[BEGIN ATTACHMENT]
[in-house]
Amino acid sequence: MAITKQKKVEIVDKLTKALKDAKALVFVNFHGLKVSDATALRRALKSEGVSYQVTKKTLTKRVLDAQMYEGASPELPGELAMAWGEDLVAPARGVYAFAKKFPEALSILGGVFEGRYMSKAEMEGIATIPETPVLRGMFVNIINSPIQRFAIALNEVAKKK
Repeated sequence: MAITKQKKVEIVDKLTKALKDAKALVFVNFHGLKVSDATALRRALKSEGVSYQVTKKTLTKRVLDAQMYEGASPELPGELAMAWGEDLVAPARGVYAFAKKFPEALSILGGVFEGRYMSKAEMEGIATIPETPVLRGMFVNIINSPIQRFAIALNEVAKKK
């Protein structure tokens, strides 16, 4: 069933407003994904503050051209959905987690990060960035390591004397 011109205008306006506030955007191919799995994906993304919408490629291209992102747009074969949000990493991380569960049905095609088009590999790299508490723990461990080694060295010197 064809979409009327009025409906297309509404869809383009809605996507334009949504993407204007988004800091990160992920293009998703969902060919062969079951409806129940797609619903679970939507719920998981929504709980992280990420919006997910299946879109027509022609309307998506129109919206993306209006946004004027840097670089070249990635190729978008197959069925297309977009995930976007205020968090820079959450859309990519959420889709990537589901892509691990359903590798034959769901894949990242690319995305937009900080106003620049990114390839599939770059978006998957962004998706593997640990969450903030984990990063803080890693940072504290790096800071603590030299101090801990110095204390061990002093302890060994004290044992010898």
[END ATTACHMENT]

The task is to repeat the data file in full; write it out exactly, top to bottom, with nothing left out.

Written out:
[in-house]
Amino acid sequence: MAITKQKKVEIVDKLTKALKDAKALVFVNFHGLKVSDATALRRALKSEGVSYQVTKKTLTKRVLDAQMYEGASPELPGELAMAWGEDLVAPARGVYAFAKKFPEALSILGGVFEGRYMSKAEMEGIATIPETPVLRGMFVNIINSPIQRFAIALNEVAKKK
Repeated sequence: MAITKQKKVEIVDKLTKALKDAKALVFVNFHGLKVSDATALRRALKSEGVSYQVTKKTLTKRVLDAQMYEGASPELPGELAMAWGEDLVAPARGVYAFAKKFPEALSILGGVFEGRYMSKAEMEGIATIPETPVLRGMFVNIINSPIQRFAIALNEVAKKK
């Protein structure tokens, strides 16, 4: 069933407003994904503050051209959905987690990060960035390591004397 011109205008306006506030955007191919799995994906993304919408490629291209992102747009074969949000990493991380569960049905095609088009590999790299508490723990461990080694060295010197 064809979409009327009025409906297309509404869809383009809605996507334009949504993407204007988004800091990160992920293009998703969902060919062969079951409806129940797609619903679970939507719920998981929504709980992280990420919006997910299946879109027509022609309307998506129109919206993306209006946004004027840097670089070249990635190729978008197959069925297309977009995930976007205020968090820079959450859309990519959420889709990537589901892509691990359903590798034959769901894949990242690319995305937009900080106003620049990114390839599939770059978006998957962004998706593997640990969450903030984990990063803080890693940072504290790096800071603590030299101090801990110095204390061990002093302890060994004290044992010898």